Guy Steele-Bodger, the Admission Officer at Rugby School, had come to China for admission early this month. During the interview with BE, Mr Guy who has interviewed nearly a hundred Chinese students, talked about his impression of the applicants as well as his definition of a promising applicant.
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BE Education (BE): Which part of the quality did the Chinese students impress you most?
Guy Steele-Bodger(Guy): I met children who spoke very good English. I'm very impressed by their fluency. They speak very confidently. They have lots of accomplishments. They play music very well. They do lovely paintings. They are enthusiastic and they are bright children. They are really impressive young men and young women.
BE: Great, how do you define a promising Chinese applicant?
Guy: There are three things that I am looking for when I interview these children. I am looking for bright, academic potential, and particularly I'm looking for numeracy and literacy. So I like to get them to read something to me, and listen to how well they read and check their understanding of vocabulary and their ability to work out what a word means even if they don't know that word. And I also give them some little numeracy problems, just to see how easily they are at subtract, multiply, divide, just checking their numeracy skills. That's the first thing I look for.
The second thing I look for is a good range of hobbies, interests and the ability to talk with passion about their activity.
And thirdly I am looking for an independence that they are ready to be away from their parents to come to school in the England and to live with other children from England and across the world. They need to be resilient, ready to deal with difficulties on their own.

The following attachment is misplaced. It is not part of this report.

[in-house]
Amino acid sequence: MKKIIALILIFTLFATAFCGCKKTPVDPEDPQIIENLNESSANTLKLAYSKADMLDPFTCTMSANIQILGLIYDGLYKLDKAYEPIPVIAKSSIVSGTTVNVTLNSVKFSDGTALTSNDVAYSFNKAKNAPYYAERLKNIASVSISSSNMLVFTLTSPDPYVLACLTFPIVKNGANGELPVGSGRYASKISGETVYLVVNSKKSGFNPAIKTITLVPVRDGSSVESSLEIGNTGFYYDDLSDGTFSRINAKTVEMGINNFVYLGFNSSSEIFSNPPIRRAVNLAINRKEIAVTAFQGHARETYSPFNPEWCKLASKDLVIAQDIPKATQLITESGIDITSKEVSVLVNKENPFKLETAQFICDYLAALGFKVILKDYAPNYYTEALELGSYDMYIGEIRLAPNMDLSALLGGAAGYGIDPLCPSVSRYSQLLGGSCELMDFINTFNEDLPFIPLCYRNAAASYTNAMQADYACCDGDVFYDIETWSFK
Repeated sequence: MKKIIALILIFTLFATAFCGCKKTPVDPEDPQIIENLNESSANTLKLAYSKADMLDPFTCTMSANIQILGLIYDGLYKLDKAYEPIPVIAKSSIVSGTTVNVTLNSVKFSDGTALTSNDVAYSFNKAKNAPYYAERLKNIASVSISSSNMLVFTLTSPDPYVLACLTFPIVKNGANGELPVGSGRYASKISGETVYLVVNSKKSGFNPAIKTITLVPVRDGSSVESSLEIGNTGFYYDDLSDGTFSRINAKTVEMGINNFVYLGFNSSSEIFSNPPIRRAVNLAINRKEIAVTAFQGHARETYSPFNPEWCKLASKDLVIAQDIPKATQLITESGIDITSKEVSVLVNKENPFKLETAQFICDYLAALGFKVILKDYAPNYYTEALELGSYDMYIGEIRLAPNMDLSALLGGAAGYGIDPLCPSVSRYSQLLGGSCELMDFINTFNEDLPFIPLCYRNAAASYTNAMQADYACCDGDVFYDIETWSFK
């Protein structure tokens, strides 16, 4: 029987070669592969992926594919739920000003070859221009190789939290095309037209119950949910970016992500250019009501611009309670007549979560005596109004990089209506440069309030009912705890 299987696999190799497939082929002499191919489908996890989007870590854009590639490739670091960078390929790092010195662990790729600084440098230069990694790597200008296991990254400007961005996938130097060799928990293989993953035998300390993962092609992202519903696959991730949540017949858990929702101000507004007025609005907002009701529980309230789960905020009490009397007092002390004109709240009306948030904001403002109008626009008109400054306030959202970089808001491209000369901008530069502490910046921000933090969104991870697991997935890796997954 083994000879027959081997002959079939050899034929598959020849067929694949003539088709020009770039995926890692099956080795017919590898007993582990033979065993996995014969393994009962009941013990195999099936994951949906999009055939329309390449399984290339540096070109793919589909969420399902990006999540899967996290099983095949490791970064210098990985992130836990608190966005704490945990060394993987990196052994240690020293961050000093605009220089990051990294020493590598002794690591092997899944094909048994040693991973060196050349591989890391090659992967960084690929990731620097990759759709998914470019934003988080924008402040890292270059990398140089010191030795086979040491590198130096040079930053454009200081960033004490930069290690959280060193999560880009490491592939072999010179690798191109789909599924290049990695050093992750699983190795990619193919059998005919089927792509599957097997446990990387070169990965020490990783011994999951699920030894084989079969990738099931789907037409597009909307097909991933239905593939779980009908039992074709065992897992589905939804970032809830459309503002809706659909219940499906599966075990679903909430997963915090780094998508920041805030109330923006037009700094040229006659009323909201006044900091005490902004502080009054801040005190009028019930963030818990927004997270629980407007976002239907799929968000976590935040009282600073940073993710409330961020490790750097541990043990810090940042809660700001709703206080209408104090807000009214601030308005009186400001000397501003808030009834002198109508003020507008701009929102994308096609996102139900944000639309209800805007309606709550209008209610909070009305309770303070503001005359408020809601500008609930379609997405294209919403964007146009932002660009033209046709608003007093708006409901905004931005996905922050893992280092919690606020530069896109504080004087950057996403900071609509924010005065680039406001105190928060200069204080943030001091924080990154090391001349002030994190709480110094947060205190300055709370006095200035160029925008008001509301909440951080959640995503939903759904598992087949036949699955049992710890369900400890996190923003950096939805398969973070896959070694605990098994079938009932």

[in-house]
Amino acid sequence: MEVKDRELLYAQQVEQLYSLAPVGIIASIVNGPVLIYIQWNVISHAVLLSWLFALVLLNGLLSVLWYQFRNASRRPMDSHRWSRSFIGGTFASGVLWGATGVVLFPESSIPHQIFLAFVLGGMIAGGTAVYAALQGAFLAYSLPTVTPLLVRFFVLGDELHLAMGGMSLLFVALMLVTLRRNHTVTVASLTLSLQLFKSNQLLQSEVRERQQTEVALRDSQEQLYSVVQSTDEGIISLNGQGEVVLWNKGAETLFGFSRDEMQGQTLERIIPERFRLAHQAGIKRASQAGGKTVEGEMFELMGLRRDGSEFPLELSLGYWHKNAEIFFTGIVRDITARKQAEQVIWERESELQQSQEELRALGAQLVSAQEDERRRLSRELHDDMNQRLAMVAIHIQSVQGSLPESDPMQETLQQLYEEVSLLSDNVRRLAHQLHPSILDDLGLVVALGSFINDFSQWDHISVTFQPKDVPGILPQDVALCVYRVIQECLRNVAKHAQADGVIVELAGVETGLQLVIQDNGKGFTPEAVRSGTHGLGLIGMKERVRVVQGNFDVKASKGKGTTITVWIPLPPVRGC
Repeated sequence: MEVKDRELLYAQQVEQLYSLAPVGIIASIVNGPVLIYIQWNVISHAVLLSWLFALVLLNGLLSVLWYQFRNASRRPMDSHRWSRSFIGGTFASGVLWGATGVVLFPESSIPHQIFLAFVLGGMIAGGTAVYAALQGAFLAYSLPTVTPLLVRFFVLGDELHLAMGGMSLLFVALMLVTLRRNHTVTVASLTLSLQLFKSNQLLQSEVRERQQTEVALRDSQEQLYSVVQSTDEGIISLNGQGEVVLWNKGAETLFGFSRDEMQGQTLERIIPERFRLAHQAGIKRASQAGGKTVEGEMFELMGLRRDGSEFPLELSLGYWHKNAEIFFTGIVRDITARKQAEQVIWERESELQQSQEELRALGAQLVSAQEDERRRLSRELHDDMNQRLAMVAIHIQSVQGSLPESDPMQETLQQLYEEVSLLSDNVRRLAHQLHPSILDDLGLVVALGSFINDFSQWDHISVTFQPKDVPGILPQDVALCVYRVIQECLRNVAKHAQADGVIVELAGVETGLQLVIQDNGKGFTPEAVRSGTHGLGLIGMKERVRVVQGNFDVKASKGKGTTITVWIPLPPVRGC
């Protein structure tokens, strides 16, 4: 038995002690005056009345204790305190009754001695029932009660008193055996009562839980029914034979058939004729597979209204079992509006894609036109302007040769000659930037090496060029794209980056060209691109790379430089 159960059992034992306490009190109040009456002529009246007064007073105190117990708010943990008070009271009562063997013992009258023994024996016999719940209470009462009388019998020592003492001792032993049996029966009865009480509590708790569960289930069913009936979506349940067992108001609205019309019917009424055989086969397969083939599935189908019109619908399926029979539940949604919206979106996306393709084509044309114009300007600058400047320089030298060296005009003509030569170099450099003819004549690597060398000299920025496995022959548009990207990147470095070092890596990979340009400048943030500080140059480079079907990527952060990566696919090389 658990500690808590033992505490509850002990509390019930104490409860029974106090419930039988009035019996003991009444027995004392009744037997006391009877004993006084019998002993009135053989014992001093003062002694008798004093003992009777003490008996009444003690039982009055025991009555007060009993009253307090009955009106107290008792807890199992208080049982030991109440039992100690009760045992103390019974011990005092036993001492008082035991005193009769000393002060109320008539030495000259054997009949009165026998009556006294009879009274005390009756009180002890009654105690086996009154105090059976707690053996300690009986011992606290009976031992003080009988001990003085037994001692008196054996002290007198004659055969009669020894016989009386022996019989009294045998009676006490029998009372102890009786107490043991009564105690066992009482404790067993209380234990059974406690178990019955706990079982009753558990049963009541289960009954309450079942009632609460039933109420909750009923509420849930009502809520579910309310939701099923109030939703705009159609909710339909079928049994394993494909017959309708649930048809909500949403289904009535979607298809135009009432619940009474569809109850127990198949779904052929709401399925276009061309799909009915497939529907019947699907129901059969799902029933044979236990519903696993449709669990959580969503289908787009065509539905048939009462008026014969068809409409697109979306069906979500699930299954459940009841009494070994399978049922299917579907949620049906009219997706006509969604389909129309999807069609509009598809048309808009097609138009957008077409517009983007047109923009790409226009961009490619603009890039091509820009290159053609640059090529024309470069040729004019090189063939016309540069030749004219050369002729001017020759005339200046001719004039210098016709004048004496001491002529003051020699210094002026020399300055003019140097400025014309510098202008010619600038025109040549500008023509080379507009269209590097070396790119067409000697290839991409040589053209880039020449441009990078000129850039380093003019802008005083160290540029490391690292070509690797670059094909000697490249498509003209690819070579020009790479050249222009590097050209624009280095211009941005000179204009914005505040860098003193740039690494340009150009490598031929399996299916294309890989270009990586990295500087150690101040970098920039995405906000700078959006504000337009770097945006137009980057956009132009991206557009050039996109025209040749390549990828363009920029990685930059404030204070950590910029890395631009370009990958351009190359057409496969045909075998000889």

One of the things about the schools in England is that there's a very wide range of schools available for different types of children. And I've met lots of different types of children today, some of whom are very strong academically, and some of whom are not as strong academically. Some are interested in music or art. Some are very good at sport. There will be good schools for each of them to go to. The key thing they need is advice about where they should go.
BE: And I know that Rugby is the origin of rugby football. So the school put much emphasis on the sport, right?
Guy: I like children who enjoy sport. I don't mind if they are very good at sport. Sport is for enjoyment and pleasure. To enjoy running around and to enjoy the company of other boys and other girls when you play. That's the important thing.
BE: As Chinese parents might be worried that there would be too much time spent on sports, music, art or other extra-curricular activities and students' academic performance would be thus influenced. What's your opinion in this matter?
Guy: I believe that it is the quality of time not quantity of time that is important. What we need to do is to make sure children are really focused when they're working in their class. And then there's a plenty of time to do other activities. So it is the quality of the studying that is important not how many hours. I will satisfy that children who enjoy sport then they work hard as well. And if they enjoy their music they will work hard because they are enjoying and happy at school. The two can go together.
I think BE prepares the students very well and I think that they are encouraged to talk positively and present themselves very well. So I think BE is a very positive support for the students who I meet.
BE has maintained a close relationship with many admission officers in leading UK schools. From Jun. 30th to Jul. 8th, former admission officer of Eton College, William Rees, will be in China to reveal the admission rules of top senior schools in the UK.
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